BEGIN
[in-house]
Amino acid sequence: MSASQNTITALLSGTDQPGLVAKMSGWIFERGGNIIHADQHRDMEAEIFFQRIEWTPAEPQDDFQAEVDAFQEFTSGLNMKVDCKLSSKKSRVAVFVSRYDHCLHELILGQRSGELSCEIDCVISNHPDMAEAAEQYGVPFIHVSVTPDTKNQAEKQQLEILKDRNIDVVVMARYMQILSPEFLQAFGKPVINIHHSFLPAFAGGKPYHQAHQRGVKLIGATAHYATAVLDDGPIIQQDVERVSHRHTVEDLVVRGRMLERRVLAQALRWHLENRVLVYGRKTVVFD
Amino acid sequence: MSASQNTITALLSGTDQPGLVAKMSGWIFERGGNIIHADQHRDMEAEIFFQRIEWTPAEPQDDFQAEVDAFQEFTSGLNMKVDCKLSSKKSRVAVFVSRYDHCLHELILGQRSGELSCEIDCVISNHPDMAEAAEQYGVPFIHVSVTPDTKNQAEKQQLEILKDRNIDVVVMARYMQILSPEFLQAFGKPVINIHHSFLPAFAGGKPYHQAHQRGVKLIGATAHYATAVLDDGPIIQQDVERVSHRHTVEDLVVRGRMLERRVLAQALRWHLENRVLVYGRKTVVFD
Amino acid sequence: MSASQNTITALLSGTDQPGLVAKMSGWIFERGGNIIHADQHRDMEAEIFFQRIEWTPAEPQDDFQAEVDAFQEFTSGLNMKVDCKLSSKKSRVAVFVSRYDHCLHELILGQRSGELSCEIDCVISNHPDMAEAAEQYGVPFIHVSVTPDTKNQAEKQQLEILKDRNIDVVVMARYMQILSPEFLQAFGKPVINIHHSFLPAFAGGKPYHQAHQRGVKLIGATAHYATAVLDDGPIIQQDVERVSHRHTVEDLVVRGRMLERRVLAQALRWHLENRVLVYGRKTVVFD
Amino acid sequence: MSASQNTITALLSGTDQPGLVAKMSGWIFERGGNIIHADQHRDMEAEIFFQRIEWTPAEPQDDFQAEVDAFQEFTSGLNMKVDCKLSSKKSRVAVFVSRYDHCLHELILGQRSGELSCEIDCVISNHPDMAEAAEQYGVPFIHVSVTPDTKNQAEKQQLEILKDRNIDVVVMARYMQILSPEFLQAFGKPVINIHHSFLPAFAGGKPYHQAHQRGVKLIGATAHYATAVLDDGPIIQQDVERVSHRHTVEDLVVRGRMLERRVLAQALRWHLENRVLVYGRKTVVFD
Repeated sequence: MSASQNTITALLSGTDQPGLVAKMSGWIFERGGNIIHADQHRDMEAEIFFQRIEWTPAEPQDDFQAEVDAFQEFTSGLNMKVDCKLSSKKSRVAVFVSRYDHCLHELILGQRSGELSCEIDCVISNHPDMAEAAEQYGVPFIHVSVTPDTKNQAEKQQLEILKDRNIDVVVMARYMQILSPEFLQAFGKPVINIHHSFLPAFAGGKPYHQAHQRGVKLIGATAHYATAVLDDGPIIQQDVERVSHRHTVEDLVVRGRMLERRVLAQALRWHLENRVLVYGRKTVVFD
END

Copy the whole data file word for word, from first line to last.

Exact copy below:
[in-house]
Amino acid sequence: MSASQNTITALLSGTDQPGLVAKMSGWIFERGGNIIHADQHRDMEAEIFFQRIEWTPAEPQDDFQAEVDAFQEFTSGLNMKVDCKLSSKKSRVAVFVSRYDHCLHELILGQRSGELSCEIDCVISNHPDMAEAAEQYGVPFIHVSVTPDTKNQAEKQQLEILKDRNIDVVVMARYMQILSPEFLQAFGKPVINIHHSFLPAFAGGKPYHQAHQRGVKLIGATAHYATAVLDDGPIIQQDVERVSHRHTVEDLVVRGRMLERRVLAQALRWHLENRVLVYGRKTVVFD
Amino acid sequence: MSASQNTITALLSGTDQPGLVAKMSGWIFERGGNIIHADQHRDMEAEIFFQRIEWTPAEPQDDFQAEVDAFQEFTSGLNMKVDCKLSSKKSRVAVFVSRYDHCLHELILGQRSGELSCEIDCVISNHPDMAEAAEQYGVPFIHVSVTPDTKNQAEKQQLEILKDRNIDVVVMARYMQILSPEFLQAFGKPVINIHHSFLPAFAGGKPYHQAHQRGVKLIGATAHYATAVLDDGPIIQQDVERVSHRHTVEDLVVRGRMLERRVLAQALRWHLENRVLVYGRKTVVFD
Amino acid sequence: MSASQNTITALLSGTDQPGLVAKMSGWIFERGGNIIHADQHRDMEAEIFFQRIEWTPAEPQDDFQAEVDAFQEFTSGLNMKVDCKLSSKKSRVAVFVSRYDHCLHELILGQRSGELSCEIDCVISNHPDMAEAAEQYGVPFIHVSVTPDTKNQAEKQQLEILKDRNIDVVVMARYMQILSPEFLQAFGKPVINIHHSFLPAFAGGKPYHQAHQRGVKLIGATAHYATAVLDDGPIIQQDVERVSHRHTVEDLVVRGRMLERRVLAQALRWHLENRVLVYGRKTVVFD
Amino acid sequence: MSASQNTITALLSGTDQPGLVAKMSGWIFERGGNIIHADQHRDMEAEIFFQRIEWTPAEPQDDFQAEVDAFQEFTSGLNMKVDCKLSSKKSRVAVFVSRYDHCLHELILGQRSGELSCEIDCVISNHPDMAEAAEQYGVPFIHVSVTPDTKNQAEKQQLEILKDRNIDVVVMARYMQILSPEFLQAFGKPVINIHHSFLPAFAGGKPYHQAHQRGVKLIGATAHYATAVLDDGPIIQQDVERVSHRHTVEDLVVRGRMLERRVLAQALRWHLENRVLVYGRKTVVFD
Repeated sequence: MSASQNTITALLSGTDQPGLVAKMSGWIFERGGNIIHADQHRDMEAEIFFQRIEWTPAEPQDDFQAEVDAFQEFTSGLNMKVDCKLSSKKSRVAVFVSRYDHCLHELILGQRSGELSCEIDCVISNHPDMAEAAEQYGVPFIHVSVTPDTKNQAEKQQLEILKDRNIDVVVMARYMQILSPEFLQAFGKPVINIHHSFLPAFAGGKPYHQAHQRGVKLIGATAHYATAVLDDGPIIQQDVERVSHRHTVEDLVVRGRMLERRVLAQALRWHLENRVLVYGRKTVVFD